• reductions in transit service levels due to budget cuts.

In recent years, because of a lack of operating support from senior levels of government, transit agencies in the Central Ontario Zone have been forced to cut service in many instances. As a result, the TTC and GO Transit are undoubtedly the most efficient transit agencies in North America in terms of operating cost-recovery ratios,15 but this achievement has come at the expense at some loss in ridership, especially in the case of the TTC.

Equally important has been the inability over the past two decades to expand the transit system to keep pace with development. This is, for example, generally the case with GO Transit, which has historically been "supply constrained" - that is, the GO system could carry more riders if it had the capacity (including parking capacity at suburban stations) to do so.

A similar case can certainly be made for the TTC. In an examination of long-term GTA trends in work trip mode choice between 1964 and 1986, Badoe (1994) hypothesized that the significant increases in transit infrastructure that occurred during the 1960s and 1970s, including subway expansions and the introduction of GO Transit services, were able to keep transit work trip mode shares relatively constant over this period, despite significant suburbanization and growth in auto ownership.

Figure 3.8 shows the net effect of all these changes on 2001 COZ modal shares. Auto-drive is clearly the dominant mode of travel: 56-74% of all trips taken by residents outside Planning District 1 are made this way. Auto-passenger is also significant: 14-18% of trips by non-PD1 residents are made as a passenger in a car, and auto-passenger trips exceed the number of trips by transit and non-motorized means combined everywhere except the City of Toronto. Across the region, the automobile mode (drivers plus passengers) accounts for 81% of all weekday trips.

Figure 3.8 Trip Mode Shares, All Trips COZ 2001
Clearly, when an urban region grows in population and employment, as the Central Ontario Zone has, increased levels of travel will occur. This increase has been exacerbated, however, by increasing numbers of daily trips per person, increasing household auto ownership levels, and the increasing mode share for auto-drive. As a result, automobile trips in the Central Ontario Zone (and the associated congestion and pollution caused by these trips) have increased more than the growth of the population. Figure 3.9 shows that total daily trips and daily auto-drive trips by Central Ontario Zone residents have increased faster than the population between 1996 and 2001. The greatest gaps between population and trip growth rates have generally occurred outside the GTA+H. Further, the growth rate for auto-drive trips exceeds the total trip growth rate everywhere except in Planning District 1.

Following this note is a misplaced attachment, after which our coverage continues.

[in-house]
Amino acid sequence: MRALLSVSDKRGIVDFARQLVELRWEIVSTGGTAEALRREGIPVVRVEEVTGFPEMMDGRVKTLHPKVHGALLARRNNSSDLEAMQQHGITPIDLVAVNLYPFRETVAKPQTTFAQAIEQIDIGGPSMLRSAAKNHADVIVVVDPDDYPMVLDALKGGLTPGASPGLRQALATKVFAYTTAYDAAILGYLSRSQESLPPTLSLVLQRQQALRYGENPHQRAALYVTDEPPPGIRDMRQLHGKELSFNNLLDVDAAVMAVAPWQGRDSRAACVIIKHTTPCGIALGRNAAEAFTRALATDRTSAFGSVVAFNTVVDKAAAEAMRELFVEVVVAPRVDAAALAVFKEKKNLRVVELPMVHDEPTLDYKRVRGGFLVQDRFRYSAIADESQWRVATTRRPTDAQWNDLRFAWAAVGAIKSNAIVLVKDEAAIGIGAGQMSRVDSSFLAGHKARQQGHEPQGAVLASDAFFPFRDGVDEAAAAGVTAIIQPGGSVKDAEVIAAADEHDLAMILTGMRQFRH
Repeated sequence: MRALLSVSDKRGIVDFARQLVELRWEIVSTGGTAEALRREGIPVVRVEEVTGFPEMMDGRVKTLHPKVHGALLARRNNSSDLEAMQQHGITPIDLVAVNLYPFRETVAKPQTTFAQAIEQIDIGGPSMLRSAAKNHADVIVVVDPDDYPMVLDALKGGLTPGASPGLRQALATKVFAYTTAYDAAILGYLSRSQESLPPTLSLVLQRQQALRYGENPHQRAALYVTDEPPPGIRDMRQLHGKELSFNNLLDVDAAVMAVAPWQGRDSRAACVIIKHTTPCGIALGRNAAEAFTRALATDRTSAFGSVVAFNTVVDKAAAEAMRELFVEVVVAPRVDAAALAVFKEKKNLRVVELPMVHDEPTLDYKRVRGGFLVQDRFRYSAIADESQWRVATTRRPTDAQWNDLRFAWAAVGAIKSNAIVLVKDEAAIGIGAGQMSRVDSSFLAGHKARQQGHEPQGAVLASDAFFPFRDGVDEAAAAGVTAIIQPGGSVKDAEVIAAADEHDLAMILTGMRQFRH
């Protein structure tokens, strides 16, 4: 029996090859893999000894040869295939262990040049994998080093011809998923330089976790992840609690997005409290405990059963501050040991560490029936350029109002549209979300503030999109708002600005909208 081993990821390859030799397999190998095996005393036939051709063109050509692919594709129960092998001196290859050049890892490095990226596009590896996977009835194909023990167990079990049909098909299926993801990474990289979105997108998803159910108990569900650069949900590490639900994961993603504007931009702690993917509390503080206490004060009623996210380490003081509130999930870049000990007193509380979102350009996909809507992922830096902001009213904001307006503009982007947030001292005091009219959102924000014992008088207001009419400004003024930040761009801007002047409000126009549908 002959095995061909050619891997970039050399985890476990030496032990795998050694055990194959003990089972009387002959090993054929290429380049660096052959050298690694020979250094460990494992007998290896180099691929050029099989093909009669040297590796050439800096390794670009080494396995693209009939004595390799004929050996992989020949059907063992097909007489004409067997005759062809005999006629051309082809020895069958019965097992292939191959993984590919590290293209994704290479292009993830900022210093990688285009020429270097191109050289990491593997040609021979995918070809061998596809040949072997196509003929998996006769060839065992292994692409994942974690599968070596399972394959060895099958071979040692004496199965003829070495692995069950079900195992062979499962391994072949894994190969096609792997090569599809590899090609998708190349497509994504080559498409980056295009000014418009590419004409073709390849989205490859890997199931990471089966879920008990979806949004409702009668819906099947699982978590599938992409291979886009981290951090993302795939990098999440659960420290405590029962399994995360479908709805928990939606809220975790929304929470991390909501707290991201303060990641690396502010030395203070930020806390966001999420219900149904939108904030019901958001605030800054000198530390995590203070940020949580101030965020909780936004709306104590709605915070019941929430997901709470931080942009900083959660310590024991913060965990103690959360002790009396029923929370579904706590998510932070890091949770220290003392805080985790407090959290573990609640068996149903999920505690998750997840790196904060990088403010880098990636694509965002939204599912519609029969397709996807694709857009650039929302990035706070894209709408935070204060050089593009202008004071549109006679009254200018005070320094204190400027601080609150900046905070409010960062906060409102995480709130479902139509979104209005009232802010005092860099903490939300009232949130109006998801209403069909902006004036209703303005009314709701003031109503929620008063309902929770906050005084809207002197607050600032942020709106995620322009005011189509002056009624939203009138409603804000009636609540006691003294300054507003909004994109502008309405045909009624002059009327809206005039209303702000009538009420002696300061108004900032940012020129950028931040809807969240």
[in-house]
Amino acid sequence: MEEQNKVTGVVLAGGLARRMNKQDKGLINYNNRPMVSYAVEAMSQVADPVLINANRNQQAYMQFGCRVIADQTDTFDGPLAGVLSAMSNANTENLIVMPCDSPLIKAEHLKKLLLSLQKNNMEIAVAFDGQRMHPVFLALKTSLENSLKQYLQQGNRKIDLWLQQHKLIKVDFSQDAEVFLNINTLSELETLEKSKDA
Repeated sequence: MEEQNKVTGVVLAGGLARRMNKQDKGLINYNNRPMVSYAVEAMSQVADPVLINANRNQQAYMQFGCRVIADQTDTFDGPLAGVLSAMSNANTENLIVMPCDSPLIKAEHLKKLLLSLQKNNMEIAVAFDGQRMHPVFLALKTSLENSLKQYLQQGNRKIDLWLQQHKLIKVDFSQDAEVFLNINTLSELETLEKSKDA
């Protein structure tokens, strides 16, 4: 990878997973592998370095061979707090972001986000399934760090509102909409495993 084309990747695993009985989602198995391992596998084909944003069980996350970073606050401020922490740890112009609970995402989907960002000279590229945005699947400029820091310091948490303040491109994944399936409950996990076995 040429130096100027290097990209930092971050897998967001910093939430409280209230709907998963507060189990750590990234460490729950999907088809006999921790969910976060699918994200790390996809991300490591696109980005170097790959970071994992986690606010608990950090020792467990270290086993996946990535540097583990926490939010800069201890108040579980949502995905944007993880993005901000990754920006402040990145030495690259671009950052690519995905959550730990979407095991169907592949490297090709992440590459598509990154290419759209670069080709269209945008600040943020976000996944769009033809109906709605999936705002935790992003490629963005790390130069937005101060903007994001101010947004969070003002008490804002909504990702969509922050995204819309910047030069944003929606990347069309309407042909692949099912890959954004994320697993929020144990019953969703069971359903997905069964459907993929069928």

Figure 3.9 Growth in Travel vs. Population COZ 1996-2001

These figures support the assertion that current planning practice in the Central Ontario Zone has not been transit-supportive, despite policy statements to the contrary. Auto-passenger trips (including those made by ridesharing or carpooling) and non-motorized trips (walking or cycling) have lost modal share to the auto-drive mode over the past five years. Many factors underlie this trend, including demographic and socioeconomic trends16 and shortfalls in operating and capital support for alternatives to automobile travel.

9. The 2001 TTS data were released in "preliminary" form on October 31, 2002. Thus very little time has been available to analyse the 2001 data. What is presented in this paper represents a first cut at this analysis. Also, some statistics may change slightly once a final version of the database is eventually released.
10. Before 1996 the TTS survey area did not extend beyond the GTA+H. The 1964 data are obtained from the 1964 MTARTS study (see Miller and Shalaby, 2000).
11. In this and subsequent exhibits, the trip purpose definitions are as follows: HBx: a home-based trip for purpose x, where a home-based trip is one which either begins or ends at home; x =W other end of the trip is work; x = S: other end of the trip is school; x= D: other end of the trip is a discretionary activity other than work or school; NHB: a trip that does not have home as either one of its ends.
12. A daily trip rate of only 2 to 2.5 trips per person may sound low. Note, however, that this rate is averaged over all persons, including children under 11 years of age for whom trip information is not collected. Also TTS does experience some under-reporting of non-home-based trips that people simply forget to report in the survey.
13. The 1991-1996 period actually saw a slight decline in average GTA+H household auto ownership levels (Figure II.2, Appendix II), undoubtedly due to the serious recession of the early 1990's. Analysis undertaken by Roorda, et al. (2000) indicates that household vehicle replacements/additions slowed down significantly during the 1990-1995 period.
14. See Miller and Shalaby (2000) for a more detailed discussion both of non-work, non-peak travel and of the evolution of female travel behaviour.
15. This is not to say that these agencies were ever inefficient. Under the pre-1998 operating subsidy policies, the TTC recovered 67% of its operating costs, which was the highest level of any North American transit agency. Both the TTC and GO Transit now recover more than 80% of their operating costs through the fare box.
16. These have not been explored in detail in this paper, but are discussed in other studies, such as Miller and Shalaby (2000). Briefly, the aging of the baby boom generation and rising affluence in the COZ both tend to encourage automobile use and decrease transit use. Increasing labour force participation and "motorization" (i.e., possession of a driver's licence and access to a vehicle) among women also play a significant role in these trends.